Both Mark Martin and Jimmie Johnson gambled and lost on fuel mileage at Michigan and both slipped in the points, with Martin now only 12 points inside the Chase bubble. Why would teams at that level take the chance, and will the mistake be fatal to Martin’s Chase chances or hurt Johnson’s strategy for Fontana in the playoffs?
NASCAR broadcasts these days are, as many fans complain, not exactly equitable in how they dole out airtime to drivers. While one guy (you fill in the name) will be on TV throughout the broadcast no matter where he is running, another (fill in that guy, too) might be having a great run-and you hardly …
Continuing on from yesterday’s review, it’s time for Professors Danny and Tom to grade those drivers sitting at the back of the class. Whether it’s some bad racing luck, poor chemistry with a crew chief, or just plain awful driving, most of these guys from 21st on back have endured a season they’d like to forget. As the upcoming summer stretch heats up, those unlucky enough to be a part of this list won’t be fighting to make the Chase; instead, they’ll be working to save their jobs, explaining to unhappy sponsors and owners how things didn’t go as planned. But in the midst of this group are a handful of diamonds in the rough, wheelmen overachieving with single-car teams overmatched from the start against the multi-car powerhouses. Just which of these underdogs stood out above the rest? Read below to find out as our two-part midseason report card series comes to a close.
After several late incidents at Chicagoland Speedway, several drivers blamed the double-file restarts for the problem. Was it the rule or the drivers themselves at the root of the problems on Saturday night?
We’ve all heard it: the winning driver in victory lane, thanking his teammates, without whom he surely could not have prevailed. Well, OK, maybe not in those exact words, because he’d sound like a dork, but you know the drill. Thank those teammates! So, how important are those teammates, really? In a perfect world, of …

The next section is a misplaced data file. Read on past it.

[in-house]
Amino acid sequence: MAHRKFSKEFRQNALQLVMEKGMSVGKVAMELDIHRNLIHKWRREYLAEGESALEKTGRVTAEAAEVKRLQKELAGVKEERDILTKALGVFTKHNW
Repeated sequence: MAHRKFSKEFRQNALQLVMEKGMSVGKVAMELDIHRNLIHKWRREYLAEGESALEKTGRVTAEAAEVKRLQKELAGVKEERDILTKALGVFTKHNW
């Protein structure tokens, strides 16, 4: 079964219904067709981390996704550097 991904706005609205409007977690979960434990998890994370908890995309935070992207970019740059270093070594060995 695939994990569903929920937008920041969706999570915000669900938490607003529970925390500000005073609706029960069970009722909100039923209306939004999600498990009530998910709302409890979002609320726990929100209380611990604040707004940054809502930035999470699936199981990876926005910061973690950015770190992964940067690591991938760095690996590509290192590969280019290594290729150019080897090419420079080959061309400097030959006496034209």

It’s been an eventful year for Casey Mears. When we last talked with the 31-year-old veteran, he was just beginning a long list of changes that would come to define his 2009 season. Besides mulling a change of scenery – eventually moving from Hendrick Motorsports to RCR this February – Casey was in the midst of becoming a father for the first time. But while life off the track couldn’t be better, Mears’s debut season at RCR has proven to be a far more difficult transition than expected. Amy Henderson caught up with the driver of the No. 07 Jack Daniel’s Chevrolet to talk about those struggles, his own personal crew chief carousel, and the joys of being a parent.
Joey Logano stole some history at New Hampshire on Sunday, becoming the youngest driver to win a Sprint Cup race by not pitting his No. 20 Home Depot Toyota during the last round of pit stops, taking a gamble and hoping for rain at his home track. Crew chief Greg Zipadelli’s decision quickly made up for Logano’s run-in with Ryan Newman, as well as the resulting flat tire and spin that resulted from it midway through the race. But while Logano’s upset victory continues to be the big story, there were a few other upstart runs, as well, considering that rained-out qualifying placed the top points contenders in the top-starting positions.
Watching his old car win. Still, Tony Stewart had plenty to smile about after taking his backup car to a fifth-place finish. The No. 14 Chevrolet was off the pace early, but once again Stewart teamed up with crew chief Darian Grubb to make the right changes capable of bringing the Old Spice Chevy back to the front; and just before the final round of pit stops on lap 235, Stewart had put himself both in the lead and in position to win. In the end, the two-time champ lost a handful of points to Jeff Gordon in the standings, but easily retained his lead over Gordon, Jimmie Johnson, Kurt Busch and Carl Edwards.
Did you hear? NASCAR wants Kyle Busch to win the championship and will do anything to make sure he does. NASCAR doesn’t want Hendrick Motorsports to win another title, either. And the reason they don’t publish the rulebook or specific punishments is so they can punish based on who they want to win and who …
Each week, we’ll go through media reports, interviews, PR and all of our own stuff to find the best quotes from the Sprint Cup race, capturing the story of how the weekend unfolded. It’s the most original commentary you’ll ever find: the truth, coming straight out of the mouths of the drivers, crew members and car owners themselves. This week, here’s a peek at what the drivers were thinking following the Autism Speaks 400 in Dover, Delaware Sunday.